2023 - IPHA

How science is transforming the lives of HIV patients

HIV (human immunodeficiency virus) is a major public health threat. The virus can lead to AIDS (acquired immune deficiency syndrome). Some 38 million people are living with HIV/AIDS globally. About 680,000 people die from the disease every year. Africa is the most severely hit region, with almost one in every 25 adults living with the disease. Affected people there account for more than two-thirds of global HIV cases. The most recent figures for Ireland show 523 cases in one year. Since the early 1980s, there have been over 9,300 diagnoses in Ireland. Over the past 40 years, advances in medicines, especially in antiretroviral treatments, have allowed many people living with the disease to suppress it to undetectable levels and avoid transmission. While new and more effective treatments emerge, work is under way to find a cure for the disease. There is no vaccine for HIV. Since 1985, MSD has been engaged in research and development for the prevention and treatment of HIV. Over the years, breakthroughs by the company’s scientists have changed the way HIV is treated. Better HIV/AIDS treatments, and the evolution of social equality in Ireland, are combining to improve the health prospects and the experience of people living with the disease.

Who’s In Our Film?


Aisling works out of MSD’s Ballydine facility which has a long-standing history of involvement in the development of new treatments for HIV. She’s already worked on two HIV medicines – one existing one and another new one that is in clinical trials.


Anita works directly with supporting the manufacture of the products that are administered to patients living with and affected by HIV. Her aim is to ensure the patient receives the best quality product. She’s encouraged by the support MSD continues to provide to help improve the lives of people affected by HIV around the world.


Thanks to innovations in medicine, Shay has seen a HIV diagnosis go from being a death sentence to becoming something that, when managed properly, allows people to live full and healthy lives. For him, the journey has always been as much about fighting societal stigma as it has been about the disease.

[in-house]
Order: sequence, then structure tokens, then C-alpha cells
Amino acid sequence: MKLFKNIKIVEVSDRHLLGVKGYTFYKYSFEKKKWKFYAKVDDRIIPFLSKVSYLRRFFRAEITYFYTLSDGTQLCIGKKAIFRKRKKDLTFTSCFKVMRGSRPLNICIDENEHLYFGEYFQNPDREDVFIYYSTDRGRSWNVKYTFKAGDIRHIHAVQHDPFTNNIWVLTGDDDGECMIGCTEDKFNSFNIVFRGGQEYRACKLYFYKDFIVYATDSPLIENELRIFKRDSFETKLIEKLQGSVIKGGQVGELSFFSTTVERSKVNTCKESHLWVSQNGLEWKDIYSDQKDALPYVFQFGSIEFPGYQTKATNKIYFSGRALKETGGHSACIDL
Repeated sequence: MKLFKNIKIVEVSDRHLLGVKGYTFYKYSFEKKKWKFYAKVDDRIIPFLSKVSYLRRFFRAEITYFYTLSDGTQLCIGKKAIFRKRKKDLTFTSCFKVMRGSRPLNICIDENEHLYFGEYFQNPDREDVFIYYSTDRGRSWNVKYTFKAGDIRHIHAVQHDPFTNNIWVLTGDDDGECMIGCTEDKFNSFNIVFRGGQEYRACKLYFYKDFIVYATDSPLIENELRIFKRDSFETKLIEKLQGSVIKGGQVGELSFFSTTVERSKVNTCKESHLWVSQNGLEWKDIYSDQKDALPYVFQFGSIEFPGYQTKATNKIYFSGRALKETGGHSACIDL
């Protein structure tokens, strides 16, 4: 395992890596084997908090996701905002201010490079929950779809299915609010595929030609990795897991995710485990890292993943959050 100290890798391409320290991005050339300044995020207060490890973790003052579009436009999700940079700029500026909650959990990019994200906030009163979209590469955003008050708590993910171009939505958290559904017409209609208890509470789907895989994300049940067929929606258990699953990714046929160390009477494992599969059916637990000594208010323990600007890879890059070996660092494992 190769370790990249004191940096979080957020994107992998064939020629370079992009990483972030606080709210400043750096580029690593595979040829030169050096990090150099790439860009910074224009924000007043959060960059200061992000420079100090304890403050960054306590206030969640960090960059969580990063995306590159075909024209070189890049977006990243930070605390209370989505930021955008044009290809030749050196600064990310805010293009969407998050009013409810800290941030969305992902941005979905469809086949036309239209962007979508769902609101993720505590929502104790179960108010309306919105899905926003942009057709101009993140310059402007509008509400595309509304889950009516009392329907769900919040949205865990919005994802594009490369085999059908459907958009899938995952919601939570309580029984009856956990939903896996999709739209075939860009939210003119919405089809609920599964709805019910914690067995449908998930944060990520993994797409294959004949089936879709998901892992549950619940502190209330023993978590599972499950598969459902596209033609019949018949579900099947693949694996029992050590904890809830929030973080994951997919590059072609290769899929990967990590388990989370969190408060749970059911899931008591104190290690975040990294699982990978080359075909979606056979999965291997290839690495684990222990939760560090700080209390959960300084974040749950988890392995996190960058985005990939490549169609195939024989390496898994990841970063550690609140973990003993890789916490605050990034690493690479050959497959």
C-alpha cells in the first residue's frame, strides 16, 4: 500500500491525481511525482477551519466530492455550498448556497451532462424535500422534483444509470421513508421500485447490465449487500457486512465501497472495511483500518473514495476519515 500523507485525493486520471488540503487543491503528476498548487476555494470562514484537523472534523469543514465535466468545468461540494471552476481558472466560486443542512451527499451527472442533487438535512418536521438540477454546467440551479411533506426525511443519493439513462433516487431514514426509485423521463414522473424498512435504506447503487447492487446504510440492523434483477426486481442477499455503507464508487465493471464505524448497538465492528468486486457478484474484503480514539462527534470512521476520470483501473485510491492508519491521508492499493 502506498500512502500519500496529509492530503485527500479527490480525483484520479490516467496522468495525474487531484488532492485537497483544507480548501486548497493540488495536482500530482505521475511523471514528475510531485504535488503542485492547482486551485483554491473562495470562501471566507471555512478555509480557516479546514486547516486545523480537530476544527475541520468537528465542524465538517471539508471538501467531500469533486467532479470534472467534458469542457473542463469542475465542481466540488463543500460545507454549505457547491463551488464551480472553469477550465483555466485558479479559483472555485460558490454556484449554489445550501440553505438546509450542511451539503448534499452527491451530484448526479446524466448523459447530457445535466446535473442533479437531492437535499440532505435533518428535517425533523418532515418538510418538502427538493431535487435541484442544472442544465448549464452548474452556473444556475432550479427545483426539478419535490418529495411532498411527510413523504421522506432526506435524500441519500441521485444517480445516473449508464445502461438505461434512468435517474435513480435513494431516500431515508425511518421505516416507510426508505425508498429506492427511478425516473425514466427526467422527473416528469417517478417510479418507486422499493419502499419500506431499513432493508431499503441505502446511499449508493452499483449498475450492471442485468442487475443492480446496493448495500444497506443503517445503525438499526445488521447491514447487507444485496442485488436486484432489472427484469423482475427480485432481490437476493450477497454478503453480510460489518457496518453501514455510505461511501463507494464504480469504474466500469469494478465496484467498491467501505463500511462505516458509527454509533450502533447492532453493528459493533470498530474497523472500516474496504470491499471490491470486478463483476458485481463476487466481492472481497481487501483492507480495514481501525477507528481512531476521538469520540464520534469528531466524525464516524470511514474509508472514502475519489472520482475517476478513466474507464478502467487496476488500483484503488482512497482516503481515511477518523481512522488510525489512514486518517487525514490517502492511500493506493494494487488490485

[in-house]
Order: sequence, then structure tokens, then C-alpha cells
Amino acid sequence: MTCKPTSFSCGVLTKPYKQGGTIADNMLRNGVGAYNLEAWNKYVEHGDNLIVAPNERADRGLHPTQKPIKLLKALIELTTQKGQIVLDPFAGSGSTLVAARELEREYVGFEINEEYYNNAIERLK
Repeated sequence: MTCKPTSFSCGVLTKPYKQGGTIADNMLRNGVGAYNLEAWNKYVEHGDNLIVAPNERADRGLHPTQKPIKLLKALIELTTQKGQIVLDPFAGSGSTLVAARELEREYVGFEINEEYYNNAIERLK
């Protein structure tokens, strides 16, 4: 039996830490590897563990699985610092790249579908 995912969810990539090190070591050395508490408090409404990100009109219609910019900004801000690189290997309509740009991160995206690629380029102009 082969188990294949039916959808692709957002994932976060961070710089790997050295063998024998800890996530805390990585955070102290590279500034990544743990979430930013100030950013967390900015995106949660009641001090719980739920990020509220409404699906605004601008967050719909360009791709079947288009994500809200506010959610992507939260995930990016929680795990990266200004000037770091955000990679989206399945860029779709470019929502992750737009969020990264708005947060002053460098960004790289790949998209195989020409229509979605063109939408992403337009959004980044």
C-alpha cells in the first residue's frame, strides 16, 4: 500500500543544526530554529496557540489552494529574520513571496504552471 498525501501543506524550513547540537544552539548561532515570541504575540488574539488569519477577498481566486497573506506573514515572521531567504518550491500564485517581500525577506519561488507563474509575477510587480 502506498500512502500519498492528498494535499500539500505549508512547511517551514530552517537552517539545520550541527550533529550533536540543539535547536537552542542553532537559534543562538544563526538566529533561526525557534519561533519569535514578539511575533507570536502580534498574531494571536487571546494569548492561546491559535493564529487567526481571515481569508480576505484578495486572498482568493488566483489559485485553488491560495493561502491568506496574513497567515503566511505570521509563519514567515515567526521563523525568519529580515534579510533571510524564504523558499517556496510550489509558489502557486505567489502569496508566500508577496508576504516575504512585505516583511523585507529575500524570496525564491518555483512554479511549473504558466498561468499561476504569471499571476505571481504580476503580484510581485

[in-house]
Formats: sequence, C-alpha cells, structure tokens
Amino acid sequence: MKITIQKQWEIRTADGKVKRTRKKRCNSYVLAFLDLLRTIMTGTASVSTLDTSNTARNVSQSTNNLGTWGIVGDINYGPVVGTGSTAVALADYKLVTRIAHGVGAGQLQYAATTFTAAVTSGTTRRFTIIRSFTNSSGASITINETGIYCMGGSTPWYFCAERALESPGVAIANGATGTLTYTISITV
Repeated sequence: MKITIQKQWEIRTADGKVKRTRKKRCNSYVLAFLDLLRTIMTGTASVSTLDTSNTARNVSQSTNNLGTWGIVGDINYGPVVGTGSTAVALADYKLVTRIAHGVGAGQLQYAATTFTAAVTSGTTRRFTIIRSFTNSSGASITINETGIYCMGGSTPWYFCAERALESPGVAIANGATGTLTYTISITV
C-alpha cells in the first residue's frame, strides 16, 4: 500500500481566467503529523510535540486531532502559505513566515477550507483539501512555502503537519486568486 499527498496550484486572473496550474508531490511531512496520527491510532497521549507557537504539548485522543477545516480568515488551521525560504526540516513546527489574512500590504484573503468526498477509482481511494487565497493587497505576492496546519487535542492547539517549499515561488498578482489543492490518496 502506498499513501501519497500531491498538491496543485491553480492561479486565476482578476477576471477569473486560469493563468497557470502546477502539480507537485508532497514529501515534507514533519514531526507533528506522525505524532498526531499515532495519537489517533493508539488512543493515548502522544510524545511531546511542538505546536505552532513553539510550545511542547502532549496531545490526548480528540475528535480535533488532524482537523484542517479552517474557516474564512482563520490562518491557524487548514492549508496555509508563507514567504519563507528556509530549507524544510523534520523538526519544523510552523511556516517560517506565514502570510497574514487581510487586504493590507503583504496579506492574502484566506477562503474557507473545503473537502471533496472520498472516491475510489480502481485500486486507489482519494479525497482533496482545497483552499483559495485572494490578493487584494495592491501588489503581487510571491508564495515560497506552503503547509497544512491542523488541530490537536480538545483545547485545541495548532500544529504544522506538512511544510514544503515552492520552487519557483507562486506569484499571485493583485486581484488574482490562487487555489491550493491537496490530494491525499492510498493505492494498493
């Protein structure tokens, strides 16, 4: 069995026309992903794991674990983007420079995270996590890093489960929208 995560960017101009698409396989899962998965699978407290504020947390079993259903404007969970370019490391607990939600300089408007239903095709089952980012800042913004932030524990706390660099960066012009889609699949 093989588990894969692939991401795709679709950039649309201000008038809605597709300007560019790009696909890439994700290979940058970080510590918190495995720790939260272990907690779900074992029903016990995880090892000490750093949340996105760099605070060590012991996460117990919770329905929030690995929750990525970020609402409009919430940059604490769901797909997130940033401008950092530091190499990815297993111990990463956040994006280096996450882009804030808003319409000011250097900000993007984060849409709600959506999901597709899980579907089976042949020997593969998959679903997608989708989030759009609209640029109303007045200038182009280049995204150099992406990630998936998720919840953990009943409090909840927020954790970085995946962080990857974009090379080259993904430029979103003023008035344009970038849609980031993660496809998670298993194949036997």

Stephen works directly with the communities of people living with and affected by HIV. He’s always aware of the positive clinical impact of innovation. Stephen wants to ensure that there are no barriers in accessing medicines for people who need them.

Navigating precision oncology

Precision oncology is about bringing more accurate diagnoses and treatments to cancer patients. Roche is a pioneer in personalised medicine. It wants to change the way cancer patients are treated in Ireland. By creating an ecosystem of partners in the Molecular Tumour Board (MTB), Roche is advancing personalised healthcare and the development of breakthrough oncology medicines. Although genomic biomarkers help to personalise oncology treatments, precision oncology is largely unused by doctors. The healthcare system should be moved closer to personalised healthcare. In December 2021, Roche and Cancer Trials Ireland, an independent cancer research organisation, signed a collaboration that will evolve the MTB by collecting data based on the patients discussed during the MTB sessions. That is helping to build a cancer database. Internationally, evidence suggests that more patients who take part in MTBs are assigned to clinical trials. MTB-directed therapies clinically benefit patients in many cases. Our film explores the science behind new precision oncology treatments and brings to life the human impact of medicines innovation.

Who’s In Our Film?